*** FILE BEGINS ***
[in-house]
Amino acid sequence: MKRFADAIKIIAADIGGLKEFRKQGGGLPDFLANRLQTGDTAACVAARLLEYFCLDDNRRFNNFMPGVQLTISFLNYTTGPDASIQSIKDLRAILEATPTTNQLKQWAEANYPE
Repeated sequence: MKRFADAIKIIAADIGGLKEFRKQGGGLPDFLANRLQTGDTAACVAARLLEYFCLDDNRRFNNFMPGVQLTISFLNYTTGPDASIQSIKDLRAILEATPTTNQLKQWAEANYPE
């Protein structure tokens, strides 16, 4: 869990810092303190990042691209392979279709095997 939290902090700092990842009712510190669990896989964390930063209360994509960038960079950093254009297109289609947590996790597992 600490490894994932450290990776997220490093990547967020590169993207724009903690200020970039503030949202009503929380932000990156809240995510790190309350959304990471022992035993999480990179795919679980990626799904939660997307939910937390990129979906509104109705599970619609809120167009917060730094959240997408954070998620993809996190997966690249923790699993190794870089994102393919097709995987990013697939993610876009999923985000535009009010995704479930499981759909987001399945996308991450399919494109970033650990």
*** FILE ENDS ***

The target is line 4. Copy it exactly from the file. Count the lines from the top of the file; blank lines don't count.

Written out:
């Protein structure tokens, strides 16, 4: 869990810092303190990042691209392979279709095997 939290902090700092990842009712510190669990896989964390930063209360994509960038960079950093254009297109289609947590996790597992 600490490894994932450290990776997220490093990547967020590169993207724009903690200020970039503030949202009503929380932000990156809240995510790190309350959304990471022992035993999480990179795919679980990626799904939660997307939910937390990129979906509104109705599970619609809120167009917060730094959240997408954070998620993809996190997966690249923790699993190794870089994102393919097709995987990013697939993610876009999923985000535009009010995704479930499981759909987001399945996308991450399919494109970033650990």